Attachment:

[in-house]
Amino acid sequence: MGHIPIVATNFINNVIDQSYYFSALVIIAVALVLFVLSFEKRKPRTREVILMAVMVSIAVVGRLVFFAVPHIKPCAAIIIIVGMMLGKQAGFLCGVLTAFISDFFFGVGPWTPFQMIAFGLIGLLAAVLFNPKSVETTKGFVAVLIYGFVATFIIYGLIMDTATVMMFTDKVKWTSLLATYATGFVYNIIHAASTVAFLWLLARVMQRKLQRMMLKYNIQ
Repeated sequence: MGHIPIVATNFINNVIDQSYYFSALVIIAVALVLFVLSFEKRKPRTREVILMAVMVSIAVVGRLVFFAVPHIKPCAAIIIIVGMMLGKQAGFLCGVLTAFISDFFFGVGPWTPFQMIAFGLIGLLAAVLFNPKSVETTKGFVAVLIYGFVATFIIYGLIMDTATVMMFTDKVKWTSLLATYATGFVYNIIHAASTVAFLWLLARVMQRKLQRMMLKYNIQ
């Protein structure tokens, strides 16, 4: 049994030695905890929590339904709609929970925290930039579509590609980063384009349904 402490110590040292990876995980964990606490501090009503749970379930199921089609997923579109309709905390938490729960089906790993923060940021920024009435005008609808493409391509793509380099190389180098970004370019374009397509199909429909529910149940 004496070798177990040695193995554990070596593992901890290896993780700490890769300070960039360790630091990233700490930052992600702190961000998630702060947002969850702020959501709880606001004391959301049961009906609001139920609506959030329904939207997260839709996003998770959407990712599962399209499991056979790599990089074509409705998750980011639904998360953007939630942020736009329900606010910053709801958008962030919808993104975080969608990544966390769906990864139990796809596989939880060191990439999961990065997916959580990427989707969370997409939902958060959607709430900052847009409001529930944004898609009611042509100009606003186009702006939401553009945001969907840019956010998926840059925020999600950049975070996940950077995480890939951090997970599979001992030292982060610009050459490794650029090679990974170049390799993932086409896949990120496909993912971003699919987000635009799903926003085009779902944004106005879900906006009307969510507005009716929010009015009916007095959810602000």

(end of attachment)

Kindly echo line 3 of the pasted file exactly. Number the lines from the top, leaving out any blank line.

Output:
Repeated sequence: MGHIPIVATNFINNVIDQSYYFSALVIIAVALVLFVLSFEKRKPRTREVILMAVMVSIAVVGRLVFFAVPHIKPCAAIIIIVGMMLGKQAGFLCGVLTAFISDFFFGVGPWTPFQMIAFGLIGLLAAVLFNPKSVETTKGFVAVLIYGFVATFIIYGLIMDTATVMMFTDKVKWTSLLATYATGFVYNIIHAASTVAFLWLLARVMQRKLQRMMLKYNIQ